A Comparative Study of Generic Visual Components of Two-Dimensional Versus Three-Dimensional Laparoscopic Images

World Journal of Surgery, Sep 2017

Aims There is a strong evidence to suggest that 3D imaging improves the laparoscopic task performance when compared against 2D. However, to date, no study has explained why that might be. We identified six generic visual components during laparoscopic imaging and aimed to study each component in both 2D and 3D environments for comparison. Methods Twenty-four consented laparoscopic novices performed specific isolated tasks in a laparoscopic Endo Trainer in 2D and 3D separately. The six endpoints were the accuracy in detecting changes in the laparoscopic images in the following components: distance, area, angle, curvature, volume and spatial coordinates. All the components except the spatial coordinates were assessed by creation, measurement and comparison. Each component was analysed between 2D and 3D groups and within each group at different values. Tests of spatial coordinates were video-recorded and analysed for error number and error types by human reliability analysis technique. Errors types included past-pointing, not reaching the object and touching the wrong object. The results were statistically analysed with independent T test. Results There was no statistically significant difference between 2D and 3D accuracy in the angle, area, distance and curvature. 3D performed more accurately in comparing volumes (p = 0.05). In spatial coordinates, there were a statistically significant higher number of errors in 2D as compared to 3D (p < 0.001). Past-pointing and touching the wrong objects were significantly higher in 2D (p < 0.05). Conclusion Between all the visual components, detecting change in volume and the spatial coordinates showed significant improvement in 3D environment when compared to 2D.

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A Comparative Study of Generic Visual Components of Two-Dimensional Versus Three-Dimensional Laparoscopic Images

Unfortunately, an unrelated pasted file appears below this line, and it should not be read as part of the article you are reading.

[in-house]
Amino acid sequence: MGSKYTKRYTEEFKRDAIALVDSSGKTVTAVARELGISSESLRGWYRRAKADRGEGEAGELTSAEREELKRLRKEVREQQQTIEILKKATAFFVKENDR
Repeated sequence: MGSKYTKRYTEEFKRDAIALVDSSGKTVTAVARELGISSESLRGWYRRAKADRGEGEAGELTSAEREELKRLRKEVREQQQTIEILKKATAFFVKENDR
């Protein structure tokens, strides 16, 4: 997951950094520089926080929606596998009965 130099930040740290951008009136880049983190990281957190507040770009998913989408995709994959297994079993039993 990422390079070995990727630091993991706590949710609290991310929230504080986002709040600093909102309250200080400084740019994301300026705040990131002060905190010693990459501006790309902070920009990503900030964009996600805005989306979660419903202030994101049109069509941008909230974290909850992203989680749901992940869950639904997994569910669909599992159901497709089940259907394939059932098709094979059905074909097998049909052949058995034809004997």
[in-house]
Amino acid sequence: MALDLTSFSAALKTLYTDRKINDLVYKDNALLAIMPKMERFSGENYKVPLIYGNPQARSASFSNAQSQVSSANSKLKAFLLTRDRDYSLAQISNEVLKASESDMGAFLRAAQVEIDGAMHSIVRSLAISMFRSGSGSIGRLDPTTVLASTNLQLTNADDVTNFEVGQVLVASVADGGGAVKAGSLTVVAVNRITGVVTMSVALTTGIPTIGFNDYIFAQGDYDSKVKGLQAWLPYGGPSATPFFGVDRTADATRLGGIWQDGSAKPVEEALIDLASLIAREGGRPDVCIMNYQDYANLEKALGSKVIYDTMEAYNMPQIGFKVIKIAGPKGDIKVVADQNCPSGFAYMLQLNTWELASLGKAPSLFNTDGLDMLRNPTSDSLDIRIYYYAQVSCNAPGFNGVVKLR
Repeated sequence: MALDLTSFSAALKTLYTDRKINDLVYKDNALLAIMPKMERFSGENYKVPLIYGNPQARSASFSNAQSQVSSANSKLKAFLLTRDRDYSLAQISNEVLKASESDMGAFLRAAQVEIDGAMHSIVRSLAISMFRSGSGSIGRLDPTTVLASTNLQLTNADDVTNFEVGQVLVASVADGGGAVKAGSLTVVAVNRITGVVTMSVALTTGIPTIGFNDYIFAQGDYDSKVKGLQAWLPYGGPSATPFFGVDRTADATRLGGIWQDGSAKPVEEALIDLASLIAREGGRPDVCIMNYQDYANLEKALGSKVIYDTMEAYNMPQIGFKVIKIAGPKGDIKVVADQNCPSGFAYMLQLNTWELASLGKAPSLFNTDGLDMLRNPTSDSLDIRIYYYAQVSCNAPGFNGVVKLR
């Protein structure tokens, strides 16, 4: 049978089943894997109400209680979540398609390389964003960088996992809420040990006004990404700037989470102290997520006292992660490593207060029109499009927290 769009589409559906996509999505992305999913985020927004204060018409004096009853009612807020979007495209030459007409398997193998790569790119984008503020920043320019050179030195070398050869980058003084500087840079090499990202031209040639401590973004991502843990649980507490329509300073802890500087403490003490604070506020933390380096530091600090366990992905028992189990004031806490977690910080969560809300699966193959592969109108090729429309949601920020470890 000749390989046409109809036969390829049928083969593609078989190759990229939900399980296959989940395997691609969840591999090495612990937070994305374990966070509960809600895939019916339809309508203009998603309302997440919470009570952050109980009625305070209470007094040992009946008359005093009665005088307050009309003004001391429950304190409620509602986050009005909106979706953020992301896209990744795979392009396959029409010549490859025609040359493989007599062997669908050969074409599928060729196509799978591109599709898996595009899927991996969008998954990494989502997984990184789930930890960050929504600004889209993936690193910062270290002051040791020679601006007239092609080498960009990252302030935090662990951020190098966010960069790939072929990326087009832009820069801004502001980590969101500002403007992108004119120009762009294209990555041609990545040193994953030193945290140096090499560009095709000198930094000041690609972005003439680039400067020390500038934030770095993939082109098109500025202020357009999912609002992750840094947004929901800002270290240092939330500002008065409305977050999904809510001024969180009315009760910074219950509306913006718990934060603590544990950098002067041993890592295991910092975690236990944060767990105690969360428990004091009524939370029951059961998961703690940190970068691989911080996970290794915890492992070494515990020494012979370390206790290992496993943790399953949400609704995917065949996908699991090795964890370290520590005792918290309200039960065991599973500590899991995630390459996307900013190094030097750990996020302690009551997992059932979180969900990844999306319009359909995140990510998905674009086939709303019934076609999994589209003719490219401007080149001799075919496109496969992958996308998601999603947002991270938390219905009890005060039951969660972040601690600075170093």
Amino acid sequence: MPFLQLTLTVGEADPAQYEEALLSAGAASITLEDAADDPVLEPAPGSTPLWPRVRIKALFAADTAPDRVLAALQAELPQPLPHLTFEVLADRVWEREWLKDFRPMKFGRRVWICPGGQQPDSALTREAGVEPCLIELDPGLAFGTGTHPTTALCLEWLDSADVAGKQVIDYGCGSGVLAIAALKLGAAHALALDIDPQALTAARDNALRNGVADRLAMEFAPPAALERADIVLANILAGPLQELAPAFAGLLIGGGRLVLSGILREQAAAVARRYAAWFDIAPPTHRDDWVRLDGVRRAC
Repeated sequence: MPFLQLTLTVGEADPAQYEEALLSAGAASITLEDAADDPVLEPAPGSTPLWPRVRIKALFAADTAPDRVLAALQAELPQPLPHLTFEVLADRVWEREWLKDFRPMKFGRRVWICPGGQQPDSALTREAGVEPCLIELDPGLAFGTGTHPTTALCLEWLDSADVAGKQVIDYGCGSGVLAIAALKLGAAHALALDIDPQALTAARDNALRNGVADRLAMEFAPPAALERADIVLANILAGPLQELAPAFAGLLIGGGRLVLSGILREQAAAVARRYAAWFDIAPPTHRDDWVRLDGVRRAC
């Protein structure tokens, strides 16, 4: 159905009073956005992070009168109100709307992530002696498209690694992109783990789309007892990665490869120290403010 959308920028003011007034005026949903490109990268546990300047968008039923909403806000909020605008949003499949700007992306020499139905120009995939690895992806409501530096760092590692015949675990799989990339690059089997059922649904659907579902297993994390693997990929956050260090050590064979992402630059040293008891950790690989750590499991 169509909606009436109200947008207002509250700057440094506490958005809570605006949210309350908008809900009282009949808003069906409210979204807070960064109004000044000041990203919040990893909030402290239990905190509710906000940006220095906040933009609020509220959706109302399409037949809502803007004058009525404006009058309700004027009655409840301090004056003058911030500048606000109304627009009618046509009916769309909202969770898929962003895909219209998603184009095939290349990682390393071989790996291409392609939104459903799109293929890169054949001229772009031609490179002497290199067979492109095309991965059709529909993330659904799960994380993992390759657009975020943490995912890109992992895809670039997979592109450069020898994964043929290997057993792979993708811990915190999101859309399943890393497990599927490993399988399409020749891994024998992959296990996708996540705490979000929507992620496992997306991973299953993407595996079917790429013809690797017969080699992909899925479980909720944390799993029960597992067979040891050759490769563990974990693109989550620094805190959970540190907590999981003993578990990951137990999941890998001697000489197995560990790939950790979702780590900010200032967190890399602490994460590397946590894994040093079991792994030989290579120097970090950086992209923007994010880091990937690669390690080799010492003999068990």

A Comparative Study of Generic Visual Components of Two- Dimensional Versus Three-Dimensional Laparoscopic Images Michael El Boghdady 0 1 Gobinath Ramakrishnan 0 1 Benjie Tang 0 1 Afshin Alijani 0 1 0 Cuschieri Skills Centre, Ninewells Hospital and Medical School, University of Dundee , Dundee DD19SY , UK 1 & Michael El Boghdady Aims There is a strong evidence to suggest that 3D imaging improves the laparoscopic task performance when compared against 2D. However, to date, no study has explained why that might be. We identified six generic visual components during laparoscopic imaging and aimed to study each component in both 2D and 3D environments for comparison. Methods Twenty-four consented laparoscopic novices performed specific isolated tasks in a laparoscopic Endo Trainer in 2D and 3D separately. The six endpoints were the accuracy in detecting changes in the laparoscopic images in the following components: distance, area, angle, curvature, volume and spatial coordinates. All the components except the spatial coordinates were assessed by creation, measurement and comparison. Each component was analysed between 2D and 3D groups and within each group at different values. Tests of spatial coordinates were video-recorded and analysed for error number and error types by human reliability analysis technique. Errors types included past-pointing, not reaching the object and touching the wrong object. The results were statistically analysed with independent T test. Results There was no statistically significant difference between 2D and 3D accuracy in the angle, area, distance and curvature. 3D performed more accurately in comparing volumes (p = 0.05). In spatial coordinates, there were a statistically significant higher number of errors in 2D as compared to 3D (p \ 0.001). Past-pointing and touching the wrong objects were significantly higher in 2D (p \ 0.05). Conclusion Between all the visual components, detecting change in volume and the spatial coordinates showed significant improvement in 3D environment when compared to 2D. Introduction There is a strong evidence to suggest that three-dimensional (3D) imaging improves the surgical task performance during laparoscopic surgery [ 1, 2 ]. However, to date, no study has explained the reasons behind this apparent improvement in the 3D environment. To understand what components of the 3D image affect the task performance, we identified six generic visual components of any laparoscopic image and aimed to study each component in both 2D and 3D environments for comparison. Methods Consented laparoscopic novices from medical students were included in this study. Each participant was randomly crossed over between 2D and 3D imaging. The participants took part in a battery of tests (Table 1), conducted in a laparoscopic Endo Trainer (Body Torso Simulator box, Pharmabotics Ltd, Hampshire) and using a laparoscope (26003BA, Hopkins , 30 , 10 mm diameter, 31 cm length, Karl Storz) with HD 2D and HD 3D systems (19 inch, resolution 1920 9 1080 pixels, Karl Storz GmbH & Co, Tuttlingen, Germany). The optimal distance between the end of the endoscope and the target was standardized at 10 cm, and the distance between each participant and the screen was set at 1 m [ 3 ]. The port was inserted into the Endo Trainer to create a 90 angle between the image axis and the target. Five generic components of the laparoscopic image of an object were identified. These included distance, area, angle, curvature and volume. Each component was isolated and studied independently in both 2D and 3D laparoscopic environments for comparison. The study of the spatial coordinates of objects in the laparoscopic environment was also included as a global test comparing the task performance in 2D versus 3D environments. Each of the five generic components except spatial coordinate test was assessed by the method of measuring, comparing and creating. The measurement task tested the ability of the participant to estimate a given measurement in any of the components. The comparison task assessed how the participants could compare the given components of varying measurements. The creation task involved the ability of the participant to create a given measurement in selected components (distance, angle and volume). Each component test took approximately 15 s to complete. For distance, participants were asked to create a predefined length by using a laparoscopic grasper to move a referenced peg along a string. The length created was then measured from the end of the string to the placed peg. Subjects were asked to compare and measure standardized distances separately (Table 1). Circles with different diameters were placed alongside each other, and the participants were asked to place them laparoscopically in the order of increasing area (Fig. 1). For area measurement, subjects were asked to estimate the area of given circles (Table 1). Area creation was excluded due to the complexity of the test. For angle, subjects created different predefined angles using a laparoscopic grasper by moving an adjustable arm attached to a fixed horizontal arm with a hinged vertex (Fig. 2). Each angle created was measured separately. The comparison test involved pieces of paper which had been cut according to the different angles and were labelled with various colours for the identification (Fig. 3). Subjects were asked to estimate four different standardized angles separately (Table 1). Comparison To compare distance of 4.0/4.15/4.30/4.45 cm To compare areas of different circle—within 0.15 cm/0.2 cm increments Circle—4/4.2/4.4/4.6 cm (diameter) To compare different angle 30 /32 /34 /36 /38 (the sides of each angle will be 4 cm in length, 3 mm width) To compare a curvature The curvature is created with changing the radius from 3/4/5/6 cm To compare volumes of different balloon 3/4/5/8 ml Measurement To measure a given distance 4/6/7/9 cm To measure area of given circle Circle—5/6/7/9 cm (diameter) To measure the following drawn angles one at a time 25/35/45/65 Omitted due to task complexity To measure the given volume 3/5/7 ml Curvature comparison was performed by using pieces of paper which had been cut according to different curvatures from the circumference of different sized circles and were labelled with various colours for the identification (Table 1; Fig. 3). Curvature creation and measurement were excluded due to the complexity of tests. For volume, participants were asked to create different predefined volumes in the shape of a sphere by instructing another person to inject air into the balloon of a Foley’s catheter viewed laparoscopically. Subjects were given an appropriate reference scale to help them with the creation task. For volume measurement, participants used a syringe with predefined volumes of air and participants were asked to put the shapes of different volumes in order of size. Participants were presented with different predefined volumes of inflated Foley’s catheter balloon and were asked to estimate each volume (Table 1). In the comparison tests, the number of sequence which was guessed correctly was calculated. In the spatial coordinates, eight numbered small clay balls were suspended from the top of a pelvis of a laparoscopic Endo Trainer, using strings at different spatial coordinates (Fig. 4). Each participant was required to touch the objects laparoscopically using a grasper in 2D and 3D imaging following a set of predefined rules. The rules were as follows: using dominant hand, touching fixed random sequence objects alternately (objects 1, 3, 5, 7 and objects 2, 4, 6, 8), avoid touching other objects or strings and completing the task within 1 min. The endpoints for the spatial coordinates test were the errors committed (type and number of error), number of movements and the number of objects that the participant could touch correctly within the 1 min given. Errors in spatial coordinates test were identified as: past-pointing, not reaching the object and touching the wrong object. The endpoints of spatial coordinate test were type and total number of errors, the number of instrument movements and number of objects that were correctly touched. The results were analysed with IBM SPSS version 22. The recorded laparoscopic videos of spatial coordinate test were analysed with human reliability analysis [ 4 ]. Paired t test was used to detect any significant difference (assumed normal distribution). A p value less than 0.05 was accepted as statistically significant. Results Twenty-four medical students participated in this study. In the measurement of volumes, 3D did better than 2D at 3 ml. However, there was no difference at 5 and 7 ml between the two groups (Fig. 5). There was a statistical difference in volume comparison, with 3D showing superiority compared to 2D (p = 0.057) (Fig. 6). For volume creation, 2D imaging showed more uncertainties with wider confidence interval compared to 3D. However, the difference between the 2D and 3D was not significant (Fig. 7). There was a trend of underestimation of volume measurement with 3D showing more accuracy. For the spatial coordinates test, there were a statistically significant higher number of errors in 2D imaging (p = 0.001). For the type of errors, the past-pointing (p = 0.001) and touching wrong objects (p = 0.038) were statistically significant and higher in 2D (Fig. 8). For the number of objects that could be touched within a minute, the 3D imaging performed better with a statistically significant value (p = 0.001) (Fig. 8). There was no statistically significant difference between 2D and 3D accuracy in the angle, area, distance and curvature. We have shown that 3D imaging improves the task performance in detecting change in volume and in spatial coordinates when compared to 2D. There was no statistical difference in detecting changes in the area, angle, distance and curvature between 2D and 3D surgical imaging. This is the first attempt studying the individual visual components of a laparoscopic image in 2D and 3D laparoscopy. The task performance and surgical errors have previously been assessed by using composite tests called the fundamentals of laparoscopic modules (peg transfer, precision cutting, ligating loop, extra-corporeal knotting and intra-corporeal knotting) [ 5 ]. Unlike the methods used in our study, these tests consist of interplay of various dimensions and are not testing any aspect in isolation. Many studies have shown that 3D laparoscopy improves the task performance when compared to 2D [ 1, 2 ]. Learning of laparoscopic skills involves hand–eye coordination, manual dexterity and visual spatial coordination. Unlike open surgery, in the conventional 2D laparoscopic image, the surgeon requires to interpret the image into a 3D imagery [6]. This is made more difficult by a narrow working space, magnification and pressure of acquiring new skills. In 3D laparoscopy, the surgeon adjusts artificial 3D imagery to self-constructed 3D view. The 3D laparoscopic image requires less mental processing than a 2D for constructing a realistic image in a surgeon’s mind. This could explain partly why 3D imaging improves surgical task performance. There are a number of basic physical characteristic of any shape of image, which consists of distance, area, angle, curvature and volume. While the distance and curvature are one-dimensional, the area and angle are two-dimensional, and volume is in form of three-dimensional in character. A further factor is the position of the shape or object in space or in relation to the surrounding structures, we called this spatial coordinates. Depth perception is the visual ability to perceive the distance of an object to a reference point. Depth perception, size and distance are ascertained through both monocular and binocular cues. Monocular vision is known to be poor at determining depth. The tests for depth perception in our study were past-pointing and the number of movements. All participants had no ocular conditions that may reduce the perception of depth such as amblyopia and strabismus. Detecting the ability of touching objects was tested by detecting errors in touching the wrong objects. The results showed that 3D images detect depth perception better when compared to 2D. The ability to measure distance is essential as the surgeon has to estimate the distance of the crucial structures in the working area, for example, the positioning of the tip of the needle into the tissue during continuous running suture to create equal distance sutures. A surgeon should be competent in measuring and estimating distance. This quality is compromised in conventional 2D laparoscopic system due to the image magnification. We have shown that 3D imaging does not give any advantage in detecting change in distance when compared to 2D. This is an important factor to bear in mind when using a 3D laparoscopy that the task components of the laparoscopic image are not improved using 3D. An example of estimating the area during surgery is the laparoscopic mesh repair of the groin, incisional and ventral hernias. In general, estimating the diameter of a circle is the visual cue for appreciating its area. We have shown that 3D imaging does not give any advantage in appreciating the area when compared to 2D laparoscopy. We also have shown that 3D laparoscopy does not improve the appreciation of changes in the angle component of the image. A practical example of angle and its appreciation in surgery can be seen in the ability of the surgeon to place and adjust a suture needle at the desired angle to the needle holder. Another example will be the adjustment of the angle of the roticulating laparoscopic stapler. The curvature of a circle is the inverse of its radius. Small radius creates sharp curve, and large radius will create a smoother curve. Most anatomical structures have a curvature. Appreciating the curvature of the structures is important in laparoscopic surgery, for grasping the fundus of the gall bladder at the appropriate place for retraction during the dissection of Calot’s triangle in laparoscopic cholecystectomy is a good example in appreciating the importance of curvature. In our study, 3D imaging does not provide any advantage over 2D in curvature. 3D laparoscopy improved participants’ detection of change in volume in this study. The ability to estimate volume accurately has many uses in laparoscopic surgery. An example of this is when the attending surgeon needs to create a gastric pouch during bariatric surgery. A further experiment was conducted to compare 2D to 3D in locating the position of objects in space. The previous experiments (distance, curvature, angle and volume) studied the characters of objects itself; the spatial coordinates experiment tested the ability to judge the location of the object in relation to the surrounding environment. This showed that 3D imaging provided a clear advantage over 2D with regards to the spatial coordinates of the object. The findings of this study might be relevant when it comes to future design of software programming and algorithms, putting in mind that 3D imaging shows difference in volume and spatial coordinates, and not in the distance, area, angle and curvature. Conclusion Between all the visual components, detecting change in volume and the spatial coordinates showed significant improvement in 3D environment when compared to 2D. Compliance with ethical standards Conflict of interest The authors have no conflict of interest or financial ties to disclose. 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Michael El Boghdady, Gobinath Ramakrishnan, Benjie Tang, Afshin Alijani. A Comparative Study of Generic Visual Components of Two-Dimensional Versus Three-Dimensional Laparoscopic Images, World Journal of Surgery, 2017, 1-7, DOI: 10.1007/s00268-017-4220-3